Coastline is like “northern California”…
Four months ago, it was reported here that North Korea was open for surf tours. If you peeled off $US2400 (plus airfare) you could throw yourself straight into the mouth of what the West rightly, or wrongly, calls a “hermit kingdom”.
But who can speculate about such things?
Maybe chairman Kim Jong-un has a beautiful thing going. Maybe his animal vitality is reflected in a smiling well-fed populace. Maybe there is no famine, no summary executions, no anti-everything narrative. Maybe, by side-stepping globalism and porous borders, the glorious chairman had created…perfection.
The NBA Hall of Famer and former Chicago Bull Dennis Rodman has famously visited North Korea six times. About Kim Jong-un he says: “When he’s around his people, he’s just like anybody else. He jokes and loves playing basketball, table tennis, pool. They love American ’80s music. They do karaoke to it. He has this 13-piece girls band with violins. He gets a mic and they play the whole time. He loves the Doors and Jimi Hendrix. Oldies. When I first went, the live band only played two songs for four hours: the theme songs from Rocky and Dallas.”
Anyway, the eight-day tour (operated by the New Jersey company Uri Tours) went in September and I was curious to examine the results. The Italian surfer, Nik Zanella, who is also the current coach of the Chinese national surf team, led the tour.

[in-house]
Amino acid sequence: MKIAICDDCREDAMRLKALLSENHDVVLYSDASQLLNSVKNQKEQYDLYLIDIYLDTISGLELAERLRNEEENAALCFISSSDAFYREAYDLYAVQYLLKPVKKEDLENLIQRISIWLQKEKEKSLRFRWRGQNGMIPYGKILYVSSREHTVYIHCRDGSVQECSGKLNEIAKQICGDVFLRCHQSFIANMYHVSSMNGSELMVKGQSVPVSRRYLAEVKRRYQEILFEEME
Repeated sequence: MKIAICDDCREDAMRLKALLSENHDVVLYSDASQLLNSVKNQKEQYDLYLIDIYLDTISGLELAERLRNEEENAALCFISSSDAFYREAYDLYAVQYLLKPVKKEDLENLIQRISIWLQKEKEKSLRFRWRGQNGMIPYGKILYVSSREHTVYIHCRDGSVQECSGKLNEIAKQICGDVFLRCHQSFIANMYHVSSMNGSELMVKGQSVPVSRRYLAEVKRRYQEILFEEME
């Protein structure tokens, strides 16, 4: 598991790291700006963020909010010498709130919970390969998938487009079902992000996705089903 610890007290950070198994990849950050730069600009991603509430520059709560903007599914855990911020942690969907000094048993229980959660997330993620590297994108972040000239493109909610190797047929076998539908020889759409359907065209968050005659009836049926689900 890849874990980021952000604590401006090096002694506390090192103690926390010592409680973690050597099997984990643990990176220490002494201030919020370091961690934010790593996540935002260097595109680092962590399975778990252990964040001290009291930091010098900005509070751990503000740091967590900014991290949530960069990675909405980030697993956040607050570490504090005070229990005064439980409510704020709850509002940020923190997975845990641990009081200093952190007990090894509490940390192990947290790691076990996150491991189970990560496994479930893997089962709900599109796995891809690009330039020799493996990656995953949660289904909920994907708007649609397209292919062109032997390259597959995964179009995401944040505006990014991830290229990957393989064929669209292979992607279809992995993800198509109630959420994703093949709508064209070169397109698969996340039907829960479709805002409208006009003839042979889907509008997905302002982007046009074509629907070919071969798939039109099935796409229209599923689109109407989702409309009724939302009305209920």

Potential for surf? Yes?
“There is potential in the DPRK for world-class pointbreaks, especially during typhoon swells,” he says. “Google Earth shows astonishing images of actual waves breaking on perfect setups. While we didn’t have full access to the coastline, the setup we had on Majon Bay was as good as a single location could be along that coast. The bay faces straight east and receives swell from over a 90 degrees angle, SE to ENE. The beach break activates also with minimal swells. When it gets bigger, there is a clean pointbreak just under the cliff.”
The coastline, he says, “looked like Northern California, deep bays of golden sand, interrupted by ferrous cliffs. I was surprised by the overall beauty of the place.”
Were the people kind, nice, fearful, terrorised? “Traveling to North Korea was an eye opening trip for me,” says Zanella. “People were beyond nice and we were treated with respect and curiosity. I found that Koreans are hard working smart and have a sense of humor.”
Why would you go there? The German entrepreneur Markos Kern, one of the heads behind surf tours to North Korea, says, “North Korea is the last white spot on the map and there are many amazing experiences to be had there. The country is beautiful and the people you meet possess a rare type of curiosity and kindness. Unconventional travel destinations always hold a certain amount of magic and I think trips like these may be the last few off the beaten path adventures we can really have.”
Yeah, this does all read like propaganda, don’t it.
So why not visit! See with eyes!